(Reuters) – The US Securities and Exchange Commission is investigating Tesla Inc.’s CEO Elon Musk’s revelation of its stake in Twitter Inc. in early April, according to a letter the agency sent to him in April.
In the letter, now published by the SEC, Musk’s regulator asks why he does not appear to have submitted the necessary paperwork within 10 days of the acquisition, and to provide more information about his public statements on the platform regarding whether Twitter follows freedom of expression principles.
Specifically, the SEC asked Musk to explain why he ultimately chose to file a 13G disclosure form, which is intended for investors who plan to hold their shares passively instead of a “13D” form, which is for activist investors who intend to to influence the company’s management and policy.
Spokesmen for the SEC and Mr. Musk did not immediately respond to requests for comment.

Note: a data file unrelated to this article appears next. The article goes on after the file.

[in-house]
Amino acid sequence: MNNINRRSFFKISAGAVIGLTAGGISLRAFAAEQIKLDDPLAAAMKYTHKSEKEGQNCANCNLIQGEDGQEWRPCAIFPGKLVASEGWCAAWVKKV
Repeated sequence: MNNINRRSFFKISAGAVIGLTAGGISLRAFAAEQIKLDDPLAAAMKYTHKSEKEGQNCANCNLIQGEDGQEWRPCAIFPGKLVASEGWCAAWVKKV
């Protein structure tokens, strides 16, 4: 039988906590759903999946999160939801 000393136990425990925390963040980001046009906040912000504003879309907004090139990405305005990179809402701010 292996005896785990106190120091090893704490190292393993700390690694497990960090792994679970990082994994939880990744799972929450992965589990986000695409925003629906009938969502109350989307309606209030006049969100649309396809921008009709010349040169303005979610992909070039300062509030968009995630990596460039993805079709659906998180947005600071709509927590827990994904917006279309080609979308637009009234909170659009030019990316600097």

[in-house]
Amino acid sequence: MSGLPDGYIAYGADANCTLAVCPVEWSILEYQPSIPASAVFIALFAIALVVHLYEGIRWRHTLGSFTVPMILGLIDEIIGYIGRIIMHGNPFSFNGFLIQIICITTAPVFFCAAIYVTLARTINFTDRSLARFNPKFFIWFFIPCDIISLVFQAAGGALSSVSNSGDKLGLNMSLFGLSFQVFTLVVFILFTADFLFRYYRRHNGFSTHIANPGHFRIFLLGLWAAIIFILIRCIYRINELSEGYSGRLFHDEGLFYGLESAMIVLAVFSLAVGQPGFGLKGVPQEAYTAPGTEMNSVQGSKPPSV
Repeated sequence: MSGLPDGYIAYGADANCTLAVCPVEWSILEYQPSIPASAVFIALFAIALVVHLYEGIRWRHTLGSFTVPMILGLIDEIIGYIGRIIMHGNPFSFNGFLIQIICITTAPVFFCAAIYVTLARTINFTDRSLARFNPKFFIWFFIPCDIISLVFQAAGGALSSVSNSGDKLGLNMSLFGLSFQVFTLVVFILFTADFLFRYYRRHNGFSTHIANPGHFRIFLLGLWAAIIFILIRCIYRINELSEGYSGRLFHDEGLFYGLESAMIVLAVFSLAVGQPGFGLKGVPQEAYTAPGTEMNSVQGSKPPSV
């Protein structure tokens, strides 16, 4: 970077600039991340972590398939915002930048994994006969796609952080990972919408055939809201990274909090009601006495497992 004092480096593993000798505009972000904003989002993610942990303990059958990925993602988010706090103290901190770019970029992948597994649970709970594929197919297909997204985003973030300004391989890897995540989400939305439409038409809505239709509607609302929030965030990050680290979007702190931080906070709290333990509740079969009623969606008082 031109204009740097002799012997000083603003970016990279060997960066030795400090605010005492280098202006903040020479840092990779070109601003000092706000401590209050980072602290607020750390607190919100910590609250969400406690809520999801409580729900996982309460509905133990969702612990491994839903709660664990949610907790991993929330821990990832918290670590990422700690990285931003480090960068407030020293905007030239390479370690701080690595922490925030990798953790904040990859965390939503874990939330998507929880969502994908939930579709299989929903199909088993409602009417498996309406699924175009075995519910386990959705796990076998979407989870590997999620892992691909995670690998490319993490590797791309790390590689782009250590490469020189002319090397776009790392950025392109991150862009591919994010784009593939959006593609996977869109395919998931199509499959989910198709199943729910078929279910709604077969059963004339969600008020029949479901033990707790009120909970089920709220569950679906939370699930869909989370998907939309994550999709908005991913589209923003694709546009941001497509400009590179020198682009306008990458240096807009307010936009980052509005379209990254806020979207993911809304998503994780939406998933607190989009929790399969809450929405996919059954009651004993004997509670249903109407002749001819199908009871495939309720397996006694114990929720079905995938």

External experts had previously said that Musk’s late report, and that he may have used incorrect paperwork, could attract the attention of the SEC, which has sparred with Mr. Musk earlier.
The SEC’s letter is dated the same day that Musk revealed a 9.2% share in Twitter. The billionaire, who has since offered to take Twitter privately for $ 44 billion, has been sued by investors who claim that he has manipulated the company’s share price downwards.
Tesla’s CEO has been in trouble with the SEC in the past, when the agency sued him in 2018 after he tweeted that he had “secured financing” to potentially take the electric car company privately for $ 420 per share. In reality, a buyout was not close.